A General History and Collection of Voyages and Travels, Volume 16 eBook

Robert Kerr (writer)
This eBook from the Gutenberg Project consists of approximately 658 pages of information about A General History and Collection of Voyages and Travels, Volume 16.
with Part of the Body.  Extraordinary Behaviour of two Boys.  Burning of the Village of Kakooa.  Unfortunate Destruction of the Dwellings of the Priests.  Recovery of the Bones of Captain Cook.  Departure from Karakakooa Bay, 460
V. Departure from Karakakooa in Search of a Harbour on the South-East Side of Mowee.  Driven to Leeward by the Easterly Winds and Current.  Pass the Island of Tahoorowha.  Description of the South-West Side of Mowee.  Run along the Coasts of Ranai and Morotoi to Woahoo.  Description of the North-East Coast of Woahoo.  Unsuccessful Attempt to Water.  Passage to Atooi.  Anchor in Wymoa Bay.  Dangerous Situation of the Watering Party on Shore.  Civil Dissensions in the Islands.  Visit from the contending Chiefs.  Anchor off Oneeheow.  Final Departure from the Sandwich Islands, 492

A

General history,

AND

COLLECTION

OF

Voyages and travels.

* * * * *

PART III.  BOOK III. (CONTINUED.)

* * * * *

CHAPTER III.

Transactions at Otaheite, and the society islands; and prosecution of the voyage to the coast of north America.

SECTION I.

An Eclipse of the Moon observed.—­The Island Toobouai discovered.—­Its Situation, Extent, and Appearance.—­Intercourse with its Inhabitants.—­Their Persons, Dresses, and Canoes described.—­Arrival at Oheitepeha Bay, at Otaheite.—­Omai’s Reception and imprudent Conduct.—­Account of Spanish Ships twice visiting the Island.—­Interview with the Chief of this District.—­The Olla, or God, of Bolabola.—­A mad Prophet.—­Arrival in Matavai Bay.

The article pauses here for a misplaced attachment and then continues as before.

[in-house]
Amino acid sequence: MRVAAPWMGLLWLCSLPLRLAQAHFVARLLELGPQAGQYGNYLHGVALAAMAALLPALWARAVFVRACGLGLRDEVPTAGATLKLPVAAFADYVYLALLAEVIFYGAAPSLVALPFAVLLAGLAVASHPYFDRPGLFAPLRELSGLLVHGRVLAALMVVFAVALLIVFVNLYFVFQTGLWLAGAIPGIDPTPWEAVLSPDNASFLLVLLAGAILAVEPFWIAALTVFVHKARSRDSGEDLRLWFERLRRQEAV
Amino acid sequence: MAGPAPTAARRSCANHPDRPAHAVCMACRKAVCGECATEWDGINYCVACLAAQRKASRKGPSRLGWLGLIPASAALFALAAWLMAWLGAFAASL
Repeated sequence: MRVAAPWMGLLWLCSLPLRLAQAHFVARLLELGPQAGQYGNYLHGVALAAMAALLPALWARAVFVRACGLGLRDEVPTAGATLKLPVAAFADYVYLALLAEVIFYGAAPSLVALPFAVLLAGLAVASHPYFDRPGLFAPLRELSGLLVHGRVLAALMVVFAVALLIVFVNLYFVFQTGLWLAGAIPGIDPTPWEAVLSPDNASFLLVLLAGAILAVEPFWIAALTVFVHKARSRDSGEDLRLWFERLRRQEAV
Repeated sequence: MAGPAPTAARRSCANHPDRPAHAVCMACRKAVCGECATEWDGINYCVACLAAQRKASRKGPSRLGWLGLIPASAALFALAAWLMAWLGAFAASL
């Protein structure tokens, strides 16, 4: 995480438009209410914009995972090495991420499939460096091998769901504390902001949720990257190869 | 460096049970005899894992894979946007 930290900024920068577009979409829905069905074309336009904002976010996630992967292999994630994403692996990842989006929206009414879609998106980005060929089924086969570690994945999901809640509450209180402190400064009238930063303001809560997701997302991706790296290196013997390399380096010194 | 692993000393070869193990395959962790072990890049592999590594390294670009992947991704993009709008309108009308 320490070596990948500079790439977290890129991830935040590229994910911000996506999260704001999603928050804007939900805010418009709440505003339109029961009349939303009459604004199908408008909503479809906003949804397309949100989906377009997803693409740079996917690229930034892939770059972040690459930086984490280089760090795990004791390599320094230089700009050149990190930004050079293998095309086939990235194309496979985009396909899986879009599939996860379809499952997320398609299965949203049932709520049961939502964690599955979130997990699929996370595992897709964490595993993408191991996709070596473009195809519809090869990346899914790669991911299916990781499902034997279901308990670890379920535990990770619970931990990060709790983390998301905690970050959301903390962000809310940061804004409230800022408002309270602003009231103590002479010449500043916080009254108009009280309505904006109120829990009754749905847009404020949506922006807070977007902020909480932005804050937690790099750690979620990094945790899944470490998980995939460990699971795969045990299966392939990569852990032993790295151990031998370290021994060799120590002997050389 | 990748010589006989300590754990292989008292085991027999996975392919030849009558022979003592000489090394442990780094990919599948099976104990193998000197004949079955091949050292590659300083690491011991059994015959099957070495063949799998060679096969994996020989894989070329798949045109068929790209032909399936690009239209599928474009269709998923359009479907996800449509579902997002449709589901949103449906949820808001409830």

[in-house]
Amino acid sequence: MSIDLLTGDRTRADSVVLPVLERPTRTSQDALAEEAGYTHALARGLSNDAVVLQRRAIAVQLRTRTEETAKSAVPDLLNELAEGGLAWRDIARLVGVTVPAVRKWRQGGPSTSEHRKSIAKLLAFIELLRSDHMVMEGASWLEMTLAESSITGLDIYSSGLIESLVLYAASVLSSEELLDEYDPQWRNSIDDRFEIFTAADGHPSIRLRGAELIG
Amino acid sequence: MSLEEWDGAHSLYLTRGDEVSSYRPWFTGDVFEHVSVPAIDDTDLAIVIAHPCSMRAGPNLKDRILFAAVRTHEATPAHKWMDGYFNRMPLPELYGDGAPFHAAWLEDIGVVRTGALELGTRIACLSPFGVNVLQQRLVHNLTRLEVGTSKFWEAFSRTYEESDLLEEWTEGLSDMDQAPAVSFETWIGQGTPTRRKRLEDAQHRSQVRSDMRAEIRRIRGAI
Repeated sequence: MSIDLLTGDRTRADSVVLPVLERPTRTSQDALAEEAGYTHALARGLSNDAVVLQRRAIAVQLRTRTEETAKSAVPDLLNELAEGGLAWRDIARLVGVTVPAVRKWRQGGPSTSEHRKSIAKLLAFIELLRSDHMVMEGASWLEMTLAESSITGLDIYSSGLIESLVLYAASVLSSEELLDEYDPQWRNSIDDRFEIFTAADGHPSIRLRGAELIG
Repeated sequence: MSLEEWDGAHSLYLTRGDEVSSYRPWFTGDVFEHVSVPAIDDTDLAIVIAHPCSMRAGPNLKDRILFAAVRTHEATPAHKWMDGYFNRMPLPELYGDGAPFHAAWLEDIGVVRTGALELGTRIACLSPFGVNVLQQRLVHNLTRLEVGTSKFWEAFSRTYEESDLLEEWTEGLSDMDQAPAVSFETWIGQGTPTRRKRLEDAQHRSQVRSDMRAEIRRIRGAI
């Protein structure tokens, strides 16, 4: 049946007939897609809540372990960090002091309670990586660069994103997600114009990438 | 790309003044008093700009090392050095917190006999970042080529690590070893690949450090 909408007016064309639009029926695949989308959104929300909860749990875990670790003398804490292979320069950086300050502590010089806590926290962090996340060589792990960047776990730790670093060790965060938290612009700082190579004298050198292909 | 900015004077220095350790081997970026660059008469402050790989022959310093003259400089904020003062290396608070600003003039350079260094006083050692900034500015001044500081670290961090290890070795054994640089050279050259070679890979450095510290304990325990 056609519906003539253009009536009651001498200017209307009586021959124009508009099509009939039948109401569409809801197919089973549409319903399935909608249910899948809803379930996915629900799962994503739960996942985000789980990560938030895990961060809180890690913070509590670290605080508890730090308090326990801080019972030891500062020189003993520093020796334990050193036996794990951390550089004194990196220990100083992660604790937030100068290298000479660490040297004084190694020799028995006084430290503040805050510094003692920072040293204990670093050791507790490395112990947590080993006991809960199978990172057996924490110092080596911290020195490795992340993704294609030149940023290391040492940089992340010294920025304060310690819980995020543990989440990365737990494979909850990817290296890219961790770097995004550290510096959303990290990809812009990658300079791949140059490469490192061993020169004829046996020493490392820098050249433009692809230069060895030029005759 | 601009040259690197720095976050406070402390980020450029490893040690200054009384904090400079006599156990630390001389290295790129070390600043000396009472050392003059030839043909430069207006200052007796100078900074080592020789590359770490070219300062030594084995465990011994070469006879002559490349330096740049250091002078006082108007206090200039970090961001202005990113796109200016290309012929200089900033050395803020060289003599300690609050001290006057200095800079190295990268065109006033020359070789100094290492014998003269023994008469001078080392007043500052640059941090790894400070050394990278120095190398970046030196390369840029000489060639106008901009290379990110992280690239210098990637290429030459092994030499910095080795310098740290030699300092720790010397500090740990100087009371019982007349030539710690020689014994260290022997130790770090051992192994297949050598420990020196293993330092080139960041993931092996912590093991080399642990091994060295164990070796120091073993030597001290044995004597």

Having, as before related,[1] taken our final leave of the Friendly Islands, I now resume my narrative of the voyage.  In the evening of the 17th of July, at eight o’clock, the body of Eaoo bore N.E. by N., distant three or four leagues.  The wind was now at E., and blew a fresh gale.  With it I stood to the S., till half an hour past six o’clock the next morning, when a sudden squall, from the same direction, took our ship aback; and, before the sails could be trimmed on the other tack, the main-sail and the top-gallant sails were much torn.

[Footnote 1:  See the conclusion of Sect.  IX.  Chap.  II.]

The wind kept between the S.W. and S.E., on the 19th and 20th, afterward, it veered to the E., N.E., and N. The night between the 20th and 21st, an eclipse of the moon was observed as follows, being then in the latitude of 22 deg. 57-1/2’ S.: 

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A General History and Collection of Voyages and Travels, Volume 16 from Project Gutenberg. Public domain.
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